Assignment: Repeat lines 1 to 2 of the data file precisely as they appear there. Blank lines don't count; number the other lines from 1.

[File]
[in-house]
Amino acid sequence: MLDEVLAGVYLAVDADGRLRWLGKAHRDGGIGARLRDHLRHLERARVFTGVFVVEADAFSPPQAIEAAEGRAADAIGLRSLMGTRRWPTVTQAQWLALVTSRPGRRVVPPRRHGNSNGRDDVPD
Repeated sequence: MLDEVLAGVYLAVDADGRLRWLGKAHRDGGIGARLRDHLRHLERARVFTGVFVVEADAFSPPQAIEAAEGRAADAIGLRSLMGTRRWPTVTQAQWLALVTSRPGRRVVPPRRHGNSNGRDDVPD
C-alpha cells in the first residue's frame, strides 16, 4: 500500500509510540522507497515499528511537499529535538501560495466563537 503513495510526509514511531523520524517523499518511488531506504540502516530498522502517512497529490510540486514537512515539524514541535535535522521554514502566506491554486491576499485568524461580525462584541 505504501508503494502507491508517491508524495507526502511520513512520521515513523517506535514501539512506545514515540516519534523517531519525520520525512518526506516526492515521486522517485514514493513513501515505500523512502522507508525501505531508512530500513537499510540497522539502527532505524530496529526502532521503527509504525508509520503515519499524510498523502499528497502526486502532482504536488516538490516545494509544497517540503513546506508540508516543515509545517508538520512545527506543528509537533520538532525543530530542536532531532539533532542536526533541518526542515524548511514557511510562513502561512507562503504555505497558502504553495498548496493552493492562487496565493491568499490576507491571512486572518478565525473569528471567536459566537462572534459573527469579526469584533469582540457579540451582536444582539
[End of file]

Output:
[in-house]
Amino acid sequence: MLDEVLAGVYLAVDADGRLRWLGKAHRDGGIGARLRDHLRHLERARVFTGVFVVEADAFSPPQAIEAAEGRAADAIGLRSLMGTRRWPTVTQAQWLALVTSRPGRRVVPPRRHGNSNGRDDVPD